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Number Cruncher

A screen for U.S. value stocks (not value traps) Add to ...

What are we looking for?

A strong value investing screen for U.S. stocks in a time when the market is rocky.

More about today’s screen

We’ll ask for help with this from Morningstar CPMS, an equity research shop. Craig McGee, a senior consultant with CPMS, ran a screen than ranked the U.S. stocks CPMS follows by three key valuation metrics: price to earnings, price to cash flow and free cash flow yield (operating cash flow less capital expenditures divided by the latest price).

More related to this story

But Mr. McGee wants to avoid value traps, which is where investors get stuck buying a stock which looks cheap, but keeps on getting cheaper. So he also screened for three month earnings estimate revisions, hoping to ensure the stocks have flat or improving profits.

Mr. McGee also screened for:

- market caps greater than $1-billion (U.S.)

- average daily volume greater than $2-million

- three or more firms providing EPS estimates

More about CPMS

CPMS is an equity research and portfolio analysis firm owned by Morningstar Canada. It maintains a database of about 700 of the largest and more liquid Canadian stocks, plus more than 2,200 U.S. stocks, and spends a lot of time adjusting for unusual accounting items in each company’s quarterly results to make sure screens can perform correctly.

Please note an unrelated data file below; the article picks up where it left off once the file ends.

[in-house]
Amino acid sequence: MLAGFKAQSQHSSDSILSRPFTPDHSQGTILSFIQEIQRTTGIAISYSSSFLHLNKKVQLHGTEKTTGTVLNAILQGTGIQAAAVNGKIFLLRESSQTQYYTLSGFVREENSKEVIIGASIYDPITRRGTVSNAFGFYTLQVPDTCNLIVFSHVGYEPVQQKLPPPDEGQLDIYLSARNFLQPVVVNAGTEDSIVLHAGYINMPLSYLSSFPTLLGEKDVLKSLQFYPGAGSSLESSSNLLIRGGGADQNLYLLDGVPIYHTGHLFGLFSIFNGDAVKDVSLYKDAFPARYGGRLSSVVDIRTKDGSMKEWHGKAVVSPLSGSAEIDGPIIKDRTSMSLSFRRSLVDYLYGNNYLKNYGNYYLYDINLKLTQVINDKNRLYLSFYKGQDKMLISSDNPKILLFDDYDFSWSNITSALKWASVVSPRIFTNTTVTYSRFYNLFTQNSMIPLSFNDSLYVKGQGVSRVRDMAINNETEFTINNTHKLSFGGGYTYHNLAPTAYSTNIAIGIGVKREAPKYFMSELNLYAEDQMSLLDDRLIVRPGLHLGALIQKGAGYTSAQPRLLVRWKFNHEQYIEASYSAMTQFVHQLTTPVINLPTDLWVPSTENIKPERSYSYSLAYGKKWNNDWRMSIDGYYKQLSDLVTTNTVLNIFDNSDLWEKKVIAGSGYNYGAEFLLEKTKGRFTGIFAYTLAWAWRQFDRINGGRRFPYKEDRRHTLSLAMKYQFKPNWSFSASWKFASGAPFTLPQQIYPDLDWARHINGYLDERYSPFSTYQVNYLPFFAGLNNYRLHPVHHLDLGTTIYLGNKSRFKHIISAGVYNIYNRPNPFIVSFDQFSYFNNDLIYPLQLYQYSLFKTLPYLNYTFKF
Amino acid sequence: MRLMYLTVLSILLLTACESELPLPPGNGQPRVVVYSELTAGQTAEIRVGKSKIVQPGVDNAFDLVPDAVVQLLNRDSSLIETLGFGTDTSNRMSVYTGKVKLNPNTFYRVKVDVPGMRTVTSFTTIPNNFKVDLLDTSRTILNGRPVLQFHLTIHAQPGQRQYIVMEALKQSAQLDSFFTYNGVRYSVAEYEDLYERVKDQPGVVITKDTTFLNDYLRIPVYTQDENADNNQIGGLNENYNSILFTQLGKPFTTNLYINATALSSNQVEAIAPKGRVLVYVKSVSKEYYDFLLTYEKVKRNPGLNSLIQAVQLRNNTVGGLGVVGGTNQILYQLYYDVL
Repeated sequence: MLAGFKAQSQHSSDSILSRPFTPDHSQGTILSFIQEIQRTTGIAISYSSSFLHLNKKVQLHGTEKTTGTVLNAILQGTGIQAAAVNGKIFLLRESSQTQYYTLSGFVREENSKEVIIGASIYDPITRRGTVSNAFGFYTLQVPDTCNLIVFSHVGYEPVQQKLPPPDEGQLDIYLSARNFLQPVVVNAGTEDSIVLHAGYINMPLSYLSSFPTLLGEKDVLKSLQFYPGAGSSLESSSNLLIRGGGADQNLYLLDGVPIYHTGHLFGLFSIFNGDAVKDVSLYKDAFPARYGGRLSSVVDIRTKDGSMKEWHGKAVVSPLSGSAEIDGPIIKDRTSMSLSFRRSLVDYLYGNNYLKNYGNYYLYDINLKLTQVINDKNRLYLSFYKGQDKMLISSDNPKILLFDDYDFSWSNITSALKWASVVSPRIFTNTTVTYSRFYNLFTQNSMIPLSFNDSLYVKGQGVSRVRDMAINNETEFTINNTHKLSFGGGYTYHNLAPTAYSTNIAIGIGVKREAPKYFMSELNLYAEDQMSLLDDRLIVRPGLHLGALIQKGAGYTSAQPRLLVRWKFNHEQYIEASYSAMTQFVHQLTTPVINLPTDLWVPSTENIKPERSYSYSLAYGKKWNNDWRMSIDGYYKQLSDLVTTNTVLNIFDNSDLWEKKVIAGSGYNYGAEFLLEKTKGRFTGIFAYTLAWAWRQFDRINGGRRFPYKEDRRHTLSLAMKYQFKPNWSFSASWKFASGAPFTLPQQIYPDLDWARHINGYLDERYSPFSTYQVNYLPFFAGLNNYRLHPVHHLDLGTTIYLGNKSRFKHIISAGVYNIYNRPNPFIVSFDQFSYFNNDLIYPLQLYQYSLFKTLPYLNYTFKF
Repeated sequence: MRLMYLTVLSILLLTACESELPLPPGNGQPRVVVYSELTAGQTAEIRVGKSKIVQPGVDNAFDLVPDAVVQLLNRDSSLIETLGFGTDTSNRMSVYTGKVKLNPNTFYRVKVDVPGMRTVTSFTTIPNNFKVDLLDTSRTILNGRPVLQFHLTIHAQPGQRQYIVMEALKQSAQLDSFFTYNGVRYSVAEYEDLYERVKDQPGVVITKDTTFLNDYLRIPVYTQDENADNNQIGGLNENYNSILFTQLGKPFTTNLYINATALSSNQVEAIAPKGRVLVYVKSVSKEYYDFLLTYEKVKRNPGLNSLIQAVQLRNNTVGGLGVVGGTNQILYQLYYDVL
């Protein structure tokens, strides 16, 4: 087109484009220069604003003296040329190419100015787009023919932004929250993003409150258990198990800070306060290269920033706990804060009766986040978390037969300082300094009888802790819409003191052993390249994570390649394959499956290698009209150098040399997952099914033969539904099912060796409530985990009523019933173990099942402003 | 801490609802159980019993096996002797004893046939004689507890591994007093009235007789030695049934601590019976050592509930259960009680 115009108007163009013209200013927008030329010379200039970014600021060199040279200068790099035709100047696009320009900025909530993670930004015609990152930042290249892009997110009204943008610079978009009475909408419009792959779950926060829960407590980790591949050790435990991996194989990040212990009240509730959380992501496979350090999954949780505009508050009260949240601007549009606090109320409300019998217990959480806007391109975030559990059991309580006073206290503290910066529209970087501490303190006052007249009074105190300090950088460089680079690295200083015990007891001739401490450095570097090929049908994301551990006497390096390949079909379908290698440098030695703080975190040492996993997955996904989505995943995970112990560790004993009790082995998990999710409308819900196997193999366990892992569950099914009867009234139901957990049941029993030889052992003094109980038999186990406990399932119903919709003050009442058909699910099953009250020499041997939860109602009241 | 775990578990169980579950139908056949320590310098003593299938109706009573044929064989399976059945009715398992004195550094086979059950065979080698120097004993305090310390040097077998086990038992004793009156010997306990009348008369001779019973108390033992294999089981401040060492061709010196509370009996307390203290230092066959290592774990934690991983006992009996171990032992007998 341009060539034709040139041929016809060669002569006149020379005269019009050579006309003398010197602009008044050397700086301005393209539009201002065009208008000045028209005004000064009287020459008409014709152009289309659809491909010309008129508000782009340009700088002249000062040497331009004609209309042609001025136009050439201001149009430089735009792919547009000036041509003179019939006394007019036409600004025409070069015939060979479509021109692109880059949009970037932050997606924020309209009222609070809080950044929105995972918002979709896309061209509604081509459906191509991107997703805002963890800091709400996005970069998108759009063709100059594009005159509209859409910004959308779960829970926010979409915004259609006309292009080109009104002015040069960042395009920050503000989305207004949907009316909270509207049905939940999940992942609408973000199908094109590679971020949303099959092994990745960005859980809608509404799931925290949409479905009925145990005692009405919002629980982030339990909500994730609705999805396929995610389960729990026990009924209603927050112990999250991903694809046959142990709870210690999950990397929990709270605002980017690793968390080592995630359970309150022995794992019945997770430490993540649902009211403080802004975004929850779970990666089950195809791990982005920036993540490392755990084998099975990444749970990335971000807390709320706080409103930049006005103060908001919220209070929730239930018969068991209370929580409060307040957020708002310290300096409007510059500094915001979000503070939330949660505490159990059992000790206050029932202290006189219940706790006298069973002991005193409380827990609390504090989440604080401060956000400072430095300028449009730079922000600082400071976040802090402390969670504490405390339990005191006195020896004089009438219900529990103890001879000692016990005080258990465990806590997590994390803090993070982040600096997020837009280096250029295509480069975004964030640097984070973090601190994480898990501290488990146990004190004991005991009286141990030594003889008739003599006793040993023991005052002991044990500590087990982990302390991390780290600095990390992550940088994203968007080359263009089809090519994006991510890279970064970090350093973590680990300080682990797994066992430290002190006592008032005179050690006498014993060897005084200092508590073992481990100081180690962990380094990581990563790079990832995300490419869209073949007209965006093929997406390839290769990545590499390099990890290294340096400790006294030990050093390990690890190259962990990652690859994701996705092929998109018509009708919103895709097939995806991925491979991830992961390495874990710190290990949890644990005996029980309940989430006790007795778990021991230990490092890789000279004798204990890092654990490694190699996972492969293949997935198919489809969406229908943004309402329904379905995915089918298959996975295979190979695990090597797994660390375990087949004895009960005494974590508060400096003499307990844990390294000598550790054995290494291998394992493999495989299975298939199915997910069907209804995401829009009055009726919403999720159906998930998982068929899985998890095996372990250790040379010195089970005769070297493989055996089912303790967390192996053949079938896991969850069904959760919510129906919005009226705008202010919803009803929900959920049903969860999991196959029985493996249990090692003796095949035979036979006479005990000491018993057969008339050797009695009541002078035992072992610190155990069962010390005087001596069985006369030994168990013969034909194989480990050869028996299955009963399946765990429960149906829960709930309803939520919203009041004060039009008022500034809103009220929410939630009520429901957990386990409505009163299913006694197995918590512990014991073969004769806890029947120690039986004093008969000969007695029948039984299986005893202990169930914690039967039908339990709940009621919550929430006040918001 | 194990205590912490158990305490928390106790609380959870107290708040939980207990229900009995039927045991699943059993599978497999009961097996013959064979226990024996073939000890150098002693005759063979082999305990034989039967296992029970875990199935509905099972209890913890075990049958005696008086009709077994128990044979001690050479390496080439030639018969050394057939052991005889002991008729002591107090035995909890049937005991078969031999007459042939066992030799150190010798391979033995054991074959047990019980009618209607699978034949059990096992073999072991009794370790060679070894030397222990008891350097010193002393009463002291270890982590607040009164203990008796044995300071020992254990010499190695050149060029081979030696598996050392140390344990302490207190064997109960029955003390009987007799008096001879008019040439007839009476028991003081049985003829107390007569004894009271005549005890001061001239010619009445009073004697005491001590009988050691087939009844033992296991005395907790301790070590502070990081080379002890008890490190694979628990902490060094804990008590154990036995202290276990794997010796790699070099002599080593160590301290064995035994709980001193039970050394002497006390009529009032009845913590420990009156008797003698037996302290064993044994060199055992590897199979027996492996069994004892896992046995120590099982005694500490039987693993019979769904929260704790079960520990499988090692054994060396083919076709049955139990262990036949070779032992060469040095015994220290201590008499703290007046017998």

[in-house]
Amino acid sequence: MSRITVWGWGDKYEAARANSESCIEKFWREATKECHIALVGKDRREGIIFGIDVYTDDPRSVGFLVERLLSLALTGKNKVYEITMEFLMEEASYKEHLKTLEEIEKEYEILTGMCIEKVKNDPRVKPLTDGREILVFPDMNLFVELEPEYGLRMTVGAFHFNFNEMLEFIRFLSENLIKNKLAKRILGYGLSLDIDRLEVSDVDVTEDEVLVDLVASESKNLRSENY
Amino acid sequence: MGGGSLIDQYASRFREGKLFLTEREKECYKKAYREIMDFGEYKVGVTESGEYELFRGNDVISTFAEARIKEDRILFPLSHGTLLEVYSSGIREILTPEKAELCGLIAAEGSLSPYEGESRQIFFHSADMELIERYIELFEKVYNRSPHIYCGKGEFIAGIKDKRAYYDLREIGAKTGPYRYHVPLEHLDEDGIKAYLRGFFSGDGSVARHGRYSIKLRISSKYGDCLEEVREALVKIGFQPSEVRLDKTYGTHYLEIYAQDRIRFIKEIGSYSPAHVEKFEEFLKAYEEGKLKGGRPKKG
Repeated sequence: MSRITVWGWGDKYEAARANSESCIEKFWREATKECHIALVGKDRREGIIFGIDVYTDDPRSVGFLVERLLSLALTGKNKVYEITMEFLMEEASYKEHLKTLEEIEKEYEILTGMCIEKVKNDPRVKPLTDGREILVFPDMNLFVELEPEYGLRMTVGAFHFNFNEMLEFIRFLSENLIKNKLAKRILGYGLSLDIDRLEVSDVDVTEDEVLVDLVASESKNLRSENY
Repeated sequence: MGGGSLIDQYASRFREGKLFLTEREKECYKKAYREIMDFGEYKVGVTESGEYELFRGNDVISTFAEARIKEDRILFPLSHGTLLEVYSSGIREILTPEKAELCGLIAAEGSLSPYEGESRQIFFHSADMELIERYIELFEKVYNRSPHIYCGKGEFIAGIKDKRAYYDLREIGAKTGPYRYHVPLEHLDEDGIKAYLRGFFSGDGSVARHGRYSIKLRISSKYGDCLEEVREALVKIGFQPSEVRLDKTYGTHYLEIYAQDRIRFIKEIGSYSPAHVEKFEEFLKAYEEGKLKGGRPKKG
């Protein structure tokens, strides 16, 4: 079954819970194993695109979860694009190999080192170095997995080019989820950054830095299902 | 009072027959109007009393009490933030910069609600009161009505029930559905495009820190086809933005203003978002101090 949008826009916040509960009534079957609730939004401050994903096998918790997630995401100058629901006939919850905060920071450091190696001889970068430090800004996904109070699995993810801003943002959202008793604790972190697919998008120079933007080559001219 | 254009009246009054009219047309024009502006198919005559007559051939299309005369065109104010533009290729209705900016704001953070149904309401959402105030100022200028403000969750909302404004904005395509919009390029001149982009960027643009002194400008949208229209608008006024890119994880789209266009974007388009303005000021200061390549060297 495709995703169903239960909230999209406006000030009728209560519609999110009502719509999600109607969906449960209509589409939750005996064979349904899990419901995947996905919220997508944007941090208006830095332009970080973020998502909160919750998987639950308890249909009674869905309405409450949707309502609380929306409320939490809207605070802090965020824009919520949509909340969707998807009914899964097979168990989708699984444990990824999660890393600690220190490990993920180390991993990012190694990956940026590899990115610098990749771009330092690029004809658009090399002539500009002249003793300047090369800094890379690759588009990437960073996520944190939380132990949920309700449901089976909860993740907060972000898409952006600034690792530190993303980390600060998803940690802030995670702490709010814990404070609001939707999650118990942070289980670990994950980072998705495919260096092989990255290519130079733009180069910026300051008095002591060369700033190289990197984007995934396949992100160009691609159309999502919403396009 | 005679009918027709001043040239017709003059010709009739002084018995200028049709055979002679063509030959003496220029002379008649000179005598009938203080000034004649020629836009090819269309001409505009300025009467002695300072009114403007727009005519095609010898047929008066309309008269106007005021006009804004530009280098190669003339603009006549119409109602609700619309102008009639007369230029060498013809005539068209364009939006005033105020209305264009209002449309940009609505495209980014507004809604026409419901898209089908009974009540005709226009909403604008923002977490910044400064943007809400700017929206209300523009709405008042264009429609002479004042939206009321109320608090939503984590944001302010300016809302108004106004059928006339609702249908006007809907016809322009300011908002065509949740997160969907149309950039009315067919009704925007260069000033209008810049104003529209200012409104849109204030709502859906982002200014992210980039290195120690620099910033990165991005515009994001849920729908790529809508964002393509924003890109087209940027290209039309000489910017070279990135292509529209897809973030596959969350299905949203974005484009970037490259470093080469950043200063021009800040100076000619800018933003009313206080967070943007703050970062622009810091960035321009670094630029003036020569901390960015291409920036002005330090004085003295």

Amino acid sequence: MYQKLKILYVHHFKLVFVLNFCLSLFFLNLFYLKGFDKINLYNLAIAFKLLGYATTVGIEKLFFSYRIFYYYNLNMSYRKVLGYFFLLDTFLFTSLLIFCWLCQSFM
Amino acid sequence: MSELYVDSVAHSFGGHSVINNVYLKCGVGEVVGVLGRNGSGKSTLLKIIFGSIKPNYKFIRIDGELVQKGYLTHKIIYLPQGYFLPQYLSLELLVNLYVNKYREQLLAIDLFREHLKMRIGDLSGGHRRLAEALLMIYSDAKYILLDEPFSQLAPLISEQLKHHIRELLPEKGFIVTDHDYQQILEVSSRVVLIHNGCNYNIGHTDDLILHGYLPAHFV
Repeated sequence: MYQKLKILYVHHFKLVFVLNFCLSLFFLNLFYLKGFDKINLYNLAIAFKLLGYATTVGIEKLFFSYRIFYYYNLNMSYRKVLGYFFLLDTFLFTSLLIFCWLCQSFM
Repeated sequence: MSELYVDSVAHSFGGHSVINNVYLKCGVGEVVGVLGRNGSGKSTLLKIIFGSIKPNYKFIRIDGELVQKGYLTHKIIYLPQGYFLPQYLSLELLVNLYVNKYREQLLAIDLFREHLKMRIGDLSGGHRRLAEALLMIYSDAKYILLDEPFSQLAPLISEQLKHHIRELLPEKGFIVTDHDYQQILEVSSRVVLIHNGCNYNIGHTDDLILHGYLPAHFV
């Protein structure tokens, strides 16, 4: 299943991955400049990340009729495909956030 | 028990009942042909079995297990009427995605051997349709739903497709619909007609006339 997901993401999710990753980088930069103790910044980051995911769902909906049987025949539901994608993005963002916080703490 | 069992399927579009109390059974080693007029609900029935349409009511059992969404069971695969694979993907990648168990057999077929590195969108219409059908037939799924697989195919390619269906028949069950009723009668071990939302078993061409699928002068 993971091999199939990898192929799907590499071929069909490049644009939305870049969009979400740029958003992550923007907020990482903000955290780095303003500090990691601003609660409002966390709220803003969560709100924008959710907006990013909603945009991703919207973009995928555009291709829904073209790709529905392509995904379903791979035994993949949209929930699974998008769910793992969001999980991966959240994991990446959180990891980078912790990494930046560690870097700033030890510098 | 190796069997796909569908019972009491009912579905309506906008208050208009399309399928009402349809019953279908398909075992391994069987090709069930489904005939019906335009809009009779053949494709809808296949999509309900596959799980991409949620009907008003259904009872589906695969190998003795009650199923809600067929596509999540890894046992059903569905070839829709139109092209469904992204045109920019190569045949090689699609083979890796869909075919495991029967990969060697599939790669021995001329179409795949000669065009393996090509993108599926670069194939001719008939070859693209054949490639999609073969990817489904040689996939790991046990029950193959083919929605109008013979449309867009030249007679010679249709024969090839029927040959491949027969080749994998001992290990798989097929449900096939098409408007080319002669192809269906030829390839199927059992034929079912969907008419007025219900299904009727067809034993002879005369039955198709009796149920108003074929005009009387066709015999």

What did we find out?

The U.S. value screen is the best performing portfolio strategy for CPMS this quarter, Mr. McGee said. It has a total return of 13 per cent for the quarter to date, versus the S&P 500 total return index at 8 per cent for the same period. This is after the screen returned negative 26 per cent in the second quarter, versus negative 14 per cent for the benchmark.

“In hopes of finding a market bottom, investors and speculators have been rushing in to find stocks that have been hit the hardest and may be considerably undervalued,” Mr. McGee said.

The value strategy also has done well over the long term. Going back to the end of 1993, it has returned 15.8 per cent annualized, versus 7.7 per cent for the benchmark.

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